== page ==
"Faces in the Water" by Janet Frame

Dear Reader,

In case you’re not aware who I’m talking about in the title, Janet Frame is one of New Zealand’s most prominent writers. Though as she put it, she is “New Zealand’s mot famous unread writer”. Or something like that. Basically, everyone seems to have heard of her but not nearly as many people have actually read her books. Which is a little sad, I think, but there is always the distance between the idea of the writer and the writers themselves and their works, and much of the time that distance is not bridged.

Having said that, I should also make my admission: this is my first time reading Frame. But having coming to know a little more about her life and works I can say that it won’t be my last. “Faces in the Water” is about a young New Zealand women’s experience in two mental institutions. It is not written in the traditional novel form with a linear plot. There is no distinct story in there, except that of a woman in a mental institution. It is simply her experiences as a mental patient, the repeated electro-shock therapy she’s forced to undergo, and the other staff and patients she encounters – all of whom seem to intermingle into one, and then fan out into thousands. 

The whole thing is very surreal to read – Frame’s writing is poetic, and you seem to be constantly moving in out of two realities: the reality that is yours, that you believe to be true, and then the reality that Frame creates – the other world, where all the cracks are revealed, cracks that already exist except we refuse to see them. As I said, it’s surreal. It wasn’t so much like reading, but like floating. Except that it wasn’t a pleasant floating at all. The whole book is tainted. It’s murky and dark and makes you acknowledge that murkiness and darkness of your own reality.

“Who are we, have we changed when we no longer claim as our treasure the stalk of grass in our hand or the chocolate paper but choose the human beings that we hope to hold tight in our heart? Are we sane then? have we progressed from illness when we do not care any more for the pink cretonne bag with its pattern of roses but begin to look for people that we may thread a drawstring round their neck and carry them back and forth inside ourselves, and not be willing to let them go not even in the night in sleep and ream?  … the whole world was a dream where people wake and work and love and sleep, free ebullient as Yo-yos until the cord retrieves them again to the central prison of their perplexity.”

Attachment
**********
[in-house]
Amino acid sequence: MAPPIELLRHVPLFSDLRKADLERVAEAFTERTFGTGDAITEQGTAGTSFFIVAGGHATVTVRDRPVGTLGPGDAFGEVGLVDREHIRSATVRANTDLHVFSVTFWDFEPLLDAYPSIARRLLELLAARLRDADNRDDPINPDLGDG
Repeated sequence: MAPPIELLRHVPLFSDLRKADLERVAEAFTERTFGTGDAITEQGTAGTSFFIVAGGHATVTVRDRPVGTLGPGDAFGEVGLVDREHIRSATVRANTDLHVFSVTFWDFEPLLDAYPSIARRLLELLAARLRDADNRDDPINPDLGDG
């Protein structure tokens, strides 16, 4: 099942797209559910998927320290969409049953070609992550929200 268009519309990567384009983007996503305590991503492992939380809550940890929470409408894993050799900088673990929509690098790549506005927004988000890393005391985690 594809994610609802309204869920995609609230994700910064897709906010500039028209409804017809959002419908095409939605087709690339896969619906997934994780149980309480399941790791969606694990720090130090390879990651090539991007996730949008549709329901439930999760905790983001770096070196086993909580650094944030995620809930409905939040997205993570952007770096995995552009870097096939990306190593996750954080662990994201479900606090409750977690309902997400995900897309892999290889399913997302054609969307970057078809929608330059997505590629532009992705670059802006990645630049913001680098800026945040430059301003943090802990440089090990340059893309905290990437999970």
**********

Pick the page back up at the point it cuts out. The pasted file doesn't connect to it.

That last line struck me especially. Are we all attempting to waltz away from that central perplexity in the hopes of convincing ourselves that it’s not there? That we are here, instead, solid and real. And sane? Frame blurs the lines. The lines between real and unreal, between sanity and insanity, that we deem to be certain, absolute. But Frame denies us this certainty. She nudges us nearer to the cliff edge, closer and closer until every thing is so undistinct. Just as the events which she recounts that are so cyclical, similar situations with similar characters again and again and again, rolling along and morphing into one distorted lump of perplexity.

I did not like this book. I know that’s a bit abrupt, after waxing lyrical about Frame for the past few paragraphs, but when I turned the last page it wasn’t with a feeling of satisfaction. I wasn’t quite sure what to think of it. I was uneasy. And maybe that’s what Frame intended. Maybe she wanted to create an inkling of that deep, terrible unease that she was surrounded by, just an inkling of it for the readers, just enough for us to start questioning our own certainties.

I loved the writing, and if I was judging solely on that, this would receive a much higher rating. But I honestly did not like this book. It’s like a friend that you admire, whose wisdom and clarity you respect and maybe even aspire to, but you cannot like them.

So 2.5 out of 5 faces in the water for me. (That was not even as remotely revolting in my head. But I think I’ll leave it as it is.)

Sincerely,
  Lady Disdain

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